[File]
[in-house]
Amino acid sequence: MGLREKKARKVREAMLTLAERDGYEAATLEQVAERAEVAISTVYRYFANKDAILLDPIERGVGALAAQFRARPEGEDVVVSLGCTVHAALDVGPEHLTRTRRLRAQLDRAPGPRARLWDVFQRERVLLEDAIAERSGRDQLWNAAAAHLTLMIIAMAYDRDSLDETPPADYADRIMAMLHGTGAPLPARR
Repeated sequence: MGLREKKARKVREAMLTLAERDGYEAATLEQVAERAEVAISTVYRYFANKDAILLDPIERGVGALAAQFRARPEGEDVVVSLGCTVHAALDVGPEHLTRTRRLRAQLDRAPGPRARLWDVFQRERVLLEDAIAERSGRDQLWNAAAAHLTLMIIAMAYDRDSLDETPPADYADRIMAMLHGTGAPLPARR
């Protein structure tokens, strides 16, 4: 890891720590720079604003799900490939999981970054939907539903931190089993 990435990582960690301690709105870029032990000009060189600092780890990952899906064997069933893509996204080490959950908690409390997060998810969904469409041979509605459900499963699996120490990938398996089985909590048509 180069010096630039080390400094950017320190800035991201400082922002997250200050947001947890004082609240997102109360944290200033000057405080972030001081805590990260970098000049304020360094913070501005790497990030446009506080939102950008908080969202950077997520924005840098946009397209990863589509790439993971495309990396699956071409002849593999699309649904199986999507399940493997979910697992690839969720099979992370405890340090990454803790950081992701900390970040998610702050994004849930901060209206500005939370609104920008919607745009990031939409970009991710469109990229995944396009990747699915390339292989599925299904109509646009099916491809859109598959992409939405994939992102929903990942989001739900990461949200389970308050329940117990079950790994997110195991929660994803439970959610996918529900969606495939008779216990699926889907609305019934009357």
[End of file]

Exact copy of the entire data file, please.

[in-house]
Amino acid sequence: MGLREKKARKVREAMLTLAERDGYEAATLEQVAERAEVAISTVYRYFANKDAILLDPIERGVGALAAQFRARPEGEDVVVSLGCTVHAALDVGPEHLTRTRRLRAQLDRAPGPRARLWDVFQRERVLLEDAIAERSGRDQLWNAAAAHLTLMIIAMAYDRDSLDETPPADYADRIMAMLHGTGAPLPARR
Repeated sequence: MGLREKKARKVREAMLTLAERDGYEAATLEQVAERAEVAISTVYRYFANKDAILLDPIERGVGALAAQFRARPEGEDVVVSLGCTVHAALDVGPEHLTRTRRLRAQLDRAPGPRARLWDVFQRERVLLEDAIAERSGRDQLWNAAAAHLTLMIIAMAYDRDSLDETPPADYADRIMAMLHGTGAPLPARR
């Protein structure tokens, strides 16, 4: 890891720590720079604003799900490939999981970054939907539903931190089993 990435990582960690301690709105870029032990000009060189600092780890990952899906064997069933893509996204080490959950908690409390997060998810969904469409041979509605459900499963699996120490990938398996089985909590048509 180069010096630039080390400094950017320190800035991201400082922002997250200050947001947890004082609240997102109360944290200033000057405080972030001081805590990260970098000049304020360094913070501005790497990030446009506080939102950008908080969202950077997520924005840098946009397209990863589509790439993971495309990396699956071409002849593999699309649904199986999507399940493997979910697992690839969720099979992370405890340090990454803790950081992701900390970040998610702050994004849930901060209206500005939370609104920008919607745009990031939409970009991710469109990229995944396009990747699915390339292989599925299904109509646009099916491809859109598959992409939405994939992102929903990942989001739900990461949200389970308050329940117990079950790994997110195991929660994803439970959610996918529900969606495939008779216990699926889907609305019934009357």